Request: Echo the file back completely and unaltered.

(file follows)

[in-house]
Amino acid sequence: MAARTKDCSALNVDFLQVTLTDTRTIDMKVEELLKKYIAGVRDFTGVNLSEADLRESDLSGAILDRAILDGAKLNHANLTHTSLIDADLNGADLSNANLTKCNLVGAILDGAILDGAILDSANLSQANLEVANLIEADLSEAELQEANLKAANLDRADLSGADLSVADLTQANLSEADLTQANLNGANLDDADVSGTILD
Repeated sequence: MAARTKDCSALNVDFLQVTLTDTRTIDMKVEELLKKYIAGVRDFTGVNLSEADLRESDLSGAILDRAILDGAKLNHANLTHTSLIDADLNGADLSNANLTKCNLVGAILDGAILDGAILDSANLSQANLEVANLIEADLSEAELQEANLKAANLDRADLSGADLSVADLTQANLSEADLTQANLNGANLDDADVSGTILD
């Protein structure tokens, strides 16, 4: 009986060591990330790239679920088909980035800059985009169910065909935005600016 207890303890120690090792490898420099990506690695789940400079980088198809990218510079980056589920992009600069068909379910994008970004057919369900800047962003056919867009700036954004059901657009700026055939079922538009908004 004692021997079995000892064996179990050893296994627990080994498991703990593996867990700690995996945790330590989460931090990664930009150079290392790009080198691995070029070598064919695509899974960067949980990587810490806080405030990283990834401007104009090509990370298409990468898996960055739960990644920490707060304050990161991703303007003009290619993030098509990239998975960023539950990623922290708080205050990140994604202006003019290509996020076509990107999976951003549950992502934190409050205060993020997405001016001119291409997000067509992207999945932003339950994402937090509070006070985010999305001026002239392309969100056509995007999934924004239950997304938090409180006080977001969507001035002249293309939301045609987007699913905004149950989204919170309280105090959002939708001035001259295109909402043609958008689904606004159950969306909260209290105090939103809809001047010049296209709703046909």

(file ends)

[in-house]
Amino acid sequence: MAARTKDCSALNVDFLQVTLTDTRTIDMKVEELLKKYIAGVRDFTGVNLSEADLRESDLSGAILDRAILDGAKLNHANLTHTSLIDADLNGADLSNANLTKCNLVGAILDGAILDGAILDSANLSQANLEVANLIEADLSEAELQEANLKAANLDRADLSGADLSVADLTQANLSEADLTQANLNGANLDDADVSGTILD
Repeated sequence: MAARTKDCSALNVDFLQVTLTDTRTIDMKVEELLKKYIAGVRDFTGVNLSEADLRESDLSGAILDRAILDGAKLNHANLTHTSLIDADLNGADLSNANLTKCNLVGAILDGAILDGAILDSANLSQANLEVANLIEADLSEAELQEANLKAANLDRADLSGADLSVADLTQANLSEADLTQANLNGANLDDADVSGTILD
């Protein structure tokens, strides 16, 4: 009986060591990330790239679920088909980035800059985009169910065909935005600016 207890303890120690090792490898420099990506690695789940400079980088198809990218510079980056589920992009600069068909379910994008970004057919369900800047962003056919867009700036954004059901657009700026055939079922538009908004 004692021997079995000892064996179990050893296994627990080994498991703990593996867990700690995996945790330590989460931090990664930009150079290392790009080198691995070029070598064919695509899974960067949980990587810490806080405030990283990834401007104009090509990370298409990468898996960055739960990644920490707060304050990161991703303007003009290619993030098509990239998975960023539950990623922290708080205050990140994604202006003019290509996020076509990107999976951003549950992502934190409050205060993020997405001016001119291409997000067509992207999945932003339950994402937090509070006070985010999305001026002239392309969100056509995007999934924004239950997304938090409180006080977001969507001035002249293309939301045609987007699913905004149950989204919170309280105090959002939708001035001259295109909402043609958008689904606004159950969306909260209290105090939103809809001047010049296209709703046909």